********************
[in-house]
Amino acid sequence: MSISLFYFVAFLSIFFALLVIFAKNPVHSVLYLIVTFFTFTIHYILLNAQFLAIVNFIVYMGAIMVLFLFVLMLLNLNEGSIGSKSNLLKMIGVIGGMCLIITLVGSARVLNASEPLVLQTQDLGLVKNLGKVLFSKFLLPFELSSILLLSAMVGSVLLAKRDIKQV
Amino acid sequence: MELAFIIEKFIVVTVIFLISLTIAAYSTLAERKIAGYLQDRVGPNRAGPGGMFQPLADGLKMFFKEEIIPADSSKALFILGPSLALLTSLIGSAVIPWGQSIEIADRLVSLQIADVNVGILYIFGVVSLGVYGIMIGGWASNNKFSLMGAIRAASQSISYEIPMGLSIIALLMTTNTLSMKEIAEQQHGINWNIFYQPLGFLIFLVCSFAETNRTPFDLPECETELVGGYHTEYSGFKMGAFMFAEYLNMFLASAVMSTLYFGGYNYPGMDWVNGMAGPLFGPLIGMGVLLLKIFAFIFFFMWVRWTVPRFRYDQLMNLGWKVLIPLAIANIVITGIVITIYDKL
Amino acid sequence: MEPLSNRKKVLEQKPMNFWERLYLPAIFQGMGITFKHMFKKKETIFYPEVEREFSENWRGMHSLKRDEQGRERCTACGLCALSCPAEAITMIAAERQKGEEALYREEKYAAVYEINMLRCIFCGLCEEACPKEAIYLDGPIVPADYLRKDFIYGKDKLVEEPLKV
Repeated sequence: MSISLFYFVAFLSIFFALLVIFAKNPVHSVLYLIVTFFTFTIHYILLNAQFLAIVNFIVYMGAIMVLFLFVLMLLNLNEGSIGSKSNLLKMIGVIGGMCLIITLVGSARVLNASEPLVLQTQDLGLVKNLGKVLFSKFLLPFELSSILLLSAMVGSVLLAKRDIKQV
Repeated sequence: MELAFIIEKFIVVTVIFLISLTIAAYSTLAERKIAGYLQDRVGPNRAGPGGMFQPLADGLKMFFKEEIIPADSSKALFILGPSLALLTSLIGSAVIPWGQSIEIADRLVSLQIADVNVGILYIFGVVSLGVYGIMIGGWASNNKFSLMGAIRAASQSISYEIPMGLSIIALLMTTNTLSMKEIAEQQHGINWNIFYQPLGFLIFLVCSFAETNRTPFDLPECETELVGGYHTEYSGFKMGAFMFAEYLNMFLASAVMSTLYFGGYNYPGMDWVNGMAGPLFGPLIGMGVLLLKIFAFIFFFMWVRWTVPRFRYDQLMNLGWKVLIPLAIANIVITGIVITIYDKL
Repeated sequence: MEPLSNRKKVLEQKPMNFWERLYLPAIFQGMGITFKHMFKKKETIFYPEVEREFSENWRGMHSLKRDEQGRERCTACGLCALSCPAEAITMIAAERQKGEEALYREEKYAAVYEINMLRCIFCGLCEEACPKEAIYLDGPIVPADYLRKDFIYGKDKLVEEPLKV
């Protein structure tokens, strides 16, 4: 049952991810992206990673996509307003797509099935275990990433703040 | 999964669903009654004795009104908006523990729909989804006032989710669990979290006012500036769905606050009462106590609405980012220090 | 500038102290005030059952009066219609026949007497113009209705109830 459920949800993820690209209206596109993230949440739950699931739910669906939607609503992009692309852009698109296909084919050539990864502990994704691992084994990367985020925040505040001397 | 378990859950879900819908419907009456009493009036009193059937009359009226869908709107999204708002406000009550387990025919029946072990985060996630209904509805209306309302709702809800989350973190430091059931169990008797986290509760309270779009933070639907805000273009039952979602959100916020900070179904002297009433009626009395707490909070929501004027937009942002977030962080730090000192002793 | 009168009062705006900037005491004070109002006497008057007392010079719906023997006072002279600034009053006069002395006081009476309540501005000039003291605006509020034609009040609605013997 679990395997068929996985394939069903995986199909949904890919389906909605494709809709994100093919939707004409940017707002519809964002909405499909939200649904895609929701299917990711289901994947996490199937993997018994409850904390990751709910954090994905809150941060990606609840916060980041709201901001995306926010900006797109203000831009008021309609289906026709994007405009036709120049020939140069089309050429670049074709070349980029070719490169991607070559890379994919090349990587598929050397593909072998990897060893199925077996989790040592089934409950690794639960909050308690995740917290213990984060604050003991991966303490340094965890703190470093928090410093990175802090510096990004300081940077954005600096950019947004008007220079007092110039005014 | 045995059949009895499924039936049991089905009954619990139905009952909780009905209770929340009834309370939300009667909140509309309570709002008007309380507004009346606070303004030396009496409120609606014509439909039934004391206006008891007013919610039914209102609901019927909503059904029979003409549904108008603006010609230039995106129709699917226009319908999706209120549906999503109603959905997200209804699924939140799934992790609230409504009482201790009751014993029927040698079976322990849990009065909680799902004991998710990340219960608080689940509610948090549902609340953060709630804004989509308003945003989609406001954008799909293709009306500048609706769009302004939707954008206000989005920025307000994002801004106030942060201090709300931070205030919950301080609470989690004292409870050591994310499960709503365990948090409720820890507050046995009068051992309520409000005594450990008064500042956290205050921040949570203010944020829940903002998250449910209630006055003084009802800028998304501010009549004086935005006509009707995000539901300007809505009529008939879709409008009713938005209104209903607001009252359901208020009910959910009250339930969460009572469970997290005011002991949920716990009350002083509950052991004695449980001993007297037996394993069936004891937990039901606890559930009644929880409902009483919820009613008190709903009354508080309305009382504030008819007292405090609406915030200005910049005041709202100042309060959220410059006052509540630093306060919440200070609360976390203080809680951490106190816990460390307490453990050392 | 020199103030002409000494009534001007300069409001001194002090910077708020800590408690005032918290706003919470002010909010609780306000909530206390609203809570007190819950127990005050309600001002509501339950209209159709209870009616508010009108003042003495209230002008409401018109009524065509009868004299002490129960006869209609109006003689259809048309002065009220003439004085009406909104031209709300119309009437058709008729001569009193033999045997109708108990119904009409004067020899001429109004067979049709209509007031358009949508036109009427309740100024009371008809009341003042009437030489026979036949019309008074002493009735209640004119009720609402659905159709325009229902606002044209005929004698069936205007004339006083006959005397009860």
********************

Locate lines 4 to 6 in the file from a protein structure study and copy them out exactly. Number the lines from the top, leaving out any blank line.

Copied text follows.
Amino acid sequence: MEPLSNRKKVLEQKPMNFWERLYLPAIFQGMGITFKHMFKKKETIFYPEVEREFSENWRGMHSLKRDEQGRERCTACGLCALSCPAEAITMIAAERQKGEEALYREEKYAAVYEINMLRCIFCGLCEEACPKEAIYLDGPIVPADYLRKDFIYGKDKLVEEPLKV
Repeated sequence: MSISLFYFVAFLSIFFALLVIFAKNPVHSVLYLIVTFFTFTIHYILLNAQFLAIVNFIVYMGAIMVLFLFVLMLLNLNEGSIGSKSNLLKMIGVIGGMCLIITLVGSARVLNASEPLVLQTQDLGLVKNLGKVLFSKFLLPFELSSILLLSAMVGSVLLAKRDIKQV
Repeated sequence: MELAFIIEKFIVVTVIFLISLTIAAYSTLAERKIAGYLQDRVGPNRAGPGGMFQPLADGLKMFFKEEIIPADSSKALFILGPSLALLTSLIGSAVIPWGQSIEIADRLVSLQIADVNVGILYIFGVVSLGVYGIMIGGWASNNKFSLMGAIRAASQSISYEIPMGLSIIALLMTTNTLSMKEIAEQQHGINWNIFYQPLGFLIFLVCSFAETNRTPFDLPECETELVGGYHTEYSGFKMGAFMFAEYLNMFLASAVMSTLYFGGYNYPGMDWVNGMAGPLFGPLIGMGVLLLKIFAFIFFFMWVRWTVPRFRYDQLMNLGWKVLIPLAIANIVITGIVITIYDKL